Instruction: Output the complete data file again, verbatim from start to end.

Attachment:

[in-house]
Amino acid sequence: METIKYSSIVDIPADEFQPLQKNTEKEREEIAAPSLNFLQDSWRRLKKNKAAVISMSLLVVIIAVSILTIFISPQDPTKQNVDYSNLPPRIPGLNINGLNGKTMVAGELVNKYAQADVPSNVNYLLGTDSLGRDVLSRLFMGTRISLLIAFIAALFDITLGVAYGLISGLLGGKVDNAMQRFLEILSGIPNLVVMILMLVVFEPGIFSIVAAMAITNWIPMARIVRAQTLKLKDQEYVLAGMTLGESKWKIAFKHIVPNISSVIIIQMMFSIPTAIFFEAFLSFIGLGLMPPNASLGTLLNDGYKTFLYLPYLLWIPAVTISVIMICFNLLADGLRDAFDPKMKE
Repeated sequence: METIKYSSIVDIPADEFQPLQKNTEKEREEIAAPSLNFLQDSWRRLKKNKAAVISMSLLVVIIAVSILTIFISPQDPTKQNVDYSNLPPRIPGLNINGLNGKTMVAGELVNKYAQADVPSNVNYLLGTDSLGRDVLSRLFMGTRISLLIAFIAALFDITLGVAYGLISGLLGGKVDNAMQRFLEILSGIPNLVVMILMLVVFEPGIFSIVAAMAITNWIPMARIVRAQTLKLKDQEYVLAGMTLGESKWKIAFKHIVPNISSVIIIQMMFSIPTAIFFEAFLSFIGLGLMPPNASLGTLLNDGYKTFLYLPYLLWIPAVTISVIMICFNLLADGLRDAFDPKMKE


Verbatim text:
[in-house]
Amino acid sequence: METIKYSSIVDIPADEFQPLQKNTEKEREEIAAPSLNFLQDSWRRLKKNKAAVISMSLLVVIIAVSILTIFISPQDPTKQNVDYSNLPPRIPGLNINGLNGKTMVAGELVNKYAQADVPSNVNYLLGTDSLGRDVLSRLFMGTRISLLIAFIAALFDITLGVAYGLISGLLGGKVDNAMQRFLEILSGIPNLVVMILMLVVFEPGIFSIVAAMAITNWIPMARIVRAQTLKLKDQEYVLAGMTLGESKWKIAFKHIVPNISSVIIIQMMFSIPTAIFFEAFLSFIGLGLMPPNASLGTLLNDGYKTFLYLPYLLWIPAVTISVIMICFNLLADGLRDAFDPKMKE
Repeated sequence: METIKYSSIVDIPADEFQPLQKNTEKEREEIAAPSLNFLQDSWRRLKKNKAAVISMSLLVVIIAVSILTIFISPQDPTKQNVDYSNLPPRIPGLNINGLNGKTMVAGELVNKYAQADVPSNVNYLLGTDSLGRDVLSRLFMGTRISLLIAFIAALFDITLGVAYGLISGLLGGKVDNAMQRFLEILSGIPNLVVMILMLVVFEPGIFSIVAAMAITNWIPMARIVRAQTLKLKDQEYVLAGMTLGESKWKIAFKHIVPNISSVIIIQMMFSIPTAIFFEAFLSFIGLGLMPPNASLGTLLNDGYKTFLYLPYLLWIPAVTISVIMICFNLLADGLRDAFDPKMKE